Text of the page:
Here is the column:

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Exoneration First, Investigation Later: Comey Under Fire Over Draft Clearing Clinton Written Before Interviewing Key Witnesses

440px-Comey-FBI-Portrait200px-disneyqueenheartsBelow is my column in the Hill newspaper on the recent news about Comey drafting a statement declining to charge Hillary Clinton or her staff before key witnesses were interviewed or evidence reviewed.  The question is why Comey pursued the investigation if he felt comfortable months in advance in drafting the statement.  I do not share the President’s view that this draft shows a “rigged process,”  though some FBI agents have objected to the drafting of the statement in this context.  I take Comey at his word that he did not make up his mind until after all of the evidence was reviewed.  However, the draft does show a markedly different approach to the investigation of the Clinton emails and the Special Counsel investigation of the Trump Administration.

Here is the column:

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Trump Administration Demands Information On Over A Million Visitors To Anti-Trump Website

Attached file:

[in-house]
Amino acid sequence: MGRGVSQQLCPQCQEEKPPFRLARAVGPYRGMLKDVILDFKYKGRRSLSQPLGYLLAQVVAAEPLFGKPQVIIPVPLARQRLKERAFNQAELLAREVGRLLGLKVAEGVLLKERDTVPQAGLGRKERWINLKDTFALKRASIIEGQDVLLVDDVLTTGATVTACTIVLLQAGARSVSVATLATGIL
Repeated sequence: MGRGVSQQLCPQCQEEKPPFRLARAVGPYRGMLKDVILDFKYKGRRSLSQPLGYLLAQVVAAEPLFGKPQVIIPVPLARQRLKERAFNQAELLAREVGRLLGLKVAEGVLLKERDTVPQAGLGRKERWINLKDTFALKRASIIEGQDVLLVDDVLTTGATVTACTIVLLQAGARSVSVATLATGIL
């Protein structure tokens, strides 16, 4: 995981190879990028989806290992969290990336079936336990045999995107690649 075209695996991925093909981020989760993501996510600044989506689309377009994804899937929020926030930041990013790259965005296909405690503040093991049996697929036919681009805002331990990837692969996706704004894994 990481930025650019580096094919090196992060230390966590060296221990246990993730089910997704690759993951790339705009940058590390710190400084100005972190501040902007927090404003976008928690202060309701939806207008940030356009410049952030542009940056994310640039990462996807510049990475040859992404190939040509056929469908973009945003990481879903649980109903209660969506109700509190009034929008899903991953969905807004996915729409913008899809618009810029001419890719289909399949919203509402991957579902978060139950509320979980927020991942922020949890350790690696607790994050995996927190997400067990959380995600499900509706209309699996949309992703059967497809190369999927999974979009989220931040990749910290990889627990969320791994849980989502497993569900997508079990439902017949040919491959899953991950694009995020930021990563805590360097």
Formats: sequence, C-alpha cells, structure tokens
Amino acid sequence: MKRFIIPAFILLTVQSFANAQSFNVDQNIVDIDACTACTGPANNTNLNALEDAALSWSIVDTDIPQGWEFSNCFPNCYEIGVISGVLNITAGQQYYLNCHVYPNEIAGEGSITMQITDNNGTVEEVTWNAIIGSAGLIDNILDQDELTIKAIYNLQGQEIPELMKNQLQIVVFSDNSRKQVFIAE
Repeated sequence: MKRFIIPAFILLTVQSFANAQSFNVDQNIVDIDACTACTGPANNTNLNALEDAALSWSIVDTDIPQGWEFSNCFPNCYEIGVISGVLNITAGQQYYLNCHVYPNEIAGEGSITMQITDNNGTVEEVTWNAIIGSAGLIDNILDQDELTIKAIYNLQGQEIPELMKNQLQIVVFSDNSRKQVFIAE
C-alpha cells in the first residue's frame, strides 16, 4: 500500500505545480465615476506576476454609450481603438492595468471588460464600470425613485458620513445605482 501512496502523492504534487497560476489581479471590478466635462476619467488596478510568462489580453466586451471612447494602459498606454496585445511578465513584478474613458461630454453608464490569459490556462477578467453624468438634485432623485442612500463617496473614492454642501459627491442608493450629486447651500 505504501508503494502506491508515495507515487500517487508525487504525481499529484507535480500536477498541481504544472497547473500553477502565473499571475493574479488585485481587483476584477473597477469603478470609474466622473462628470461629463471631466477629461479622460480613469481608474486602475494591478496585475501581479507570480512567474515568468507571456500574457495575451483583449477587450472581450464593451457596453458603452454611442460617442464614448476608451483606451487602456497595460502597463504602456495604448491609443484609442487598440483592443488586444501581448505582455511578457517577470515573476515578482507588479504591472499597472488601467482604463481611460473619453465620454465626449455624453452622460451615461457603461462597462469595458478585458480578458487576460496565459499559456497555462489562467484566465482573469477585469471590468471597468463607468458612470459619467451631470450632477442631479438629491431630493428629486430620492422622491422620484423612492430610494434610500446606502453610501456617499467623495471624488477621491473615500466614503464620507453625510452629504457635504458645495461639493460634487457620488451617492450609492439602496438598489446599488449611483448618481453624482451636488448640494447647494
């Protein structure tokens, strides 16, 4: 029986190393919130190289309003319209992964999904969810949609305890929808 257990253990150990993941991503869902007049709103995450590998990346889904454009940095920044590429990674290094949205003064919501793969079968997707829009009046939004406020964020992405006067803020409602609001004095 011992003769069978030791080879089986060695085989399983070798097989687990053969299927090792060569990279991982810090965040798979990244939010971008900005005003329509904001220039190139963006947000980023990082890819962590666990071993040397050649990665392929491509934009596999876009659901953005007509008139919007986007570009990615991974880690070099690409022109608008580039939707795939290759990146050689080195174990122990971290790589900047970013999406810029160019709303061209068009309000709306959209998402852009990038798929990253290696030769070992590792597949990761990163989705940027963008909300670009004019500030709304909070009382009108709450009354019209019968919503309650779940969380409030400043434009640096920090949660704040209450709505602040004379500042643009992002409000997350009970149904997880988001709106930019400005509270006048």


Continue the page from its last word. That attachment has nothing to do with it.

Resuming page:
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Trump Attorney Blasts Mueller Over Manafort Raid

582px-US-FBI-ShadedSeal.svgWhite_House_North_Side_Comparison2After just recently sending the President’s “appreciation and greetings” and triggering new allegations of criminal acts, one of President Donald Trump’s lawyers, John Dowd, is now denouncing Mueller for the pre-dawn raid on the Alexandria home of former campaign manager Paul Manafort.  I have commented that the raid seemed intentionally heavy handed and meant to convey a message to Manafort. However, I fail to see why the President’s counsel (rather than Manafort’s counsel) should be making such objections. It, once again, removes any perceived separation between President Trump and obvious targets like Manafort.

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IT IS TIME FOR ROD ROSENSTEIN TO RECUSE HIMSELF

Rod_Rosenstein_Official_DAG_PortraitBelow is my column in the Hill Newspaper on the growing need for Deputy Attorney General Rod Rosenstein to recuse himself from the Special Counsel investigation.  Rosenstein has alluded to the possible need for his recusal but continues to participate in an investigation that could have direct bearing on his own role and decision-making.  If he has material evidence on obstruction, he should not delay his recusal until he receives a formal request to appear before a grand jury.  His relevance to the obstruction investigation is obvious and he should not be determined questions of scope when his own conduct could fall within the jurisdiction of the Special Counsel.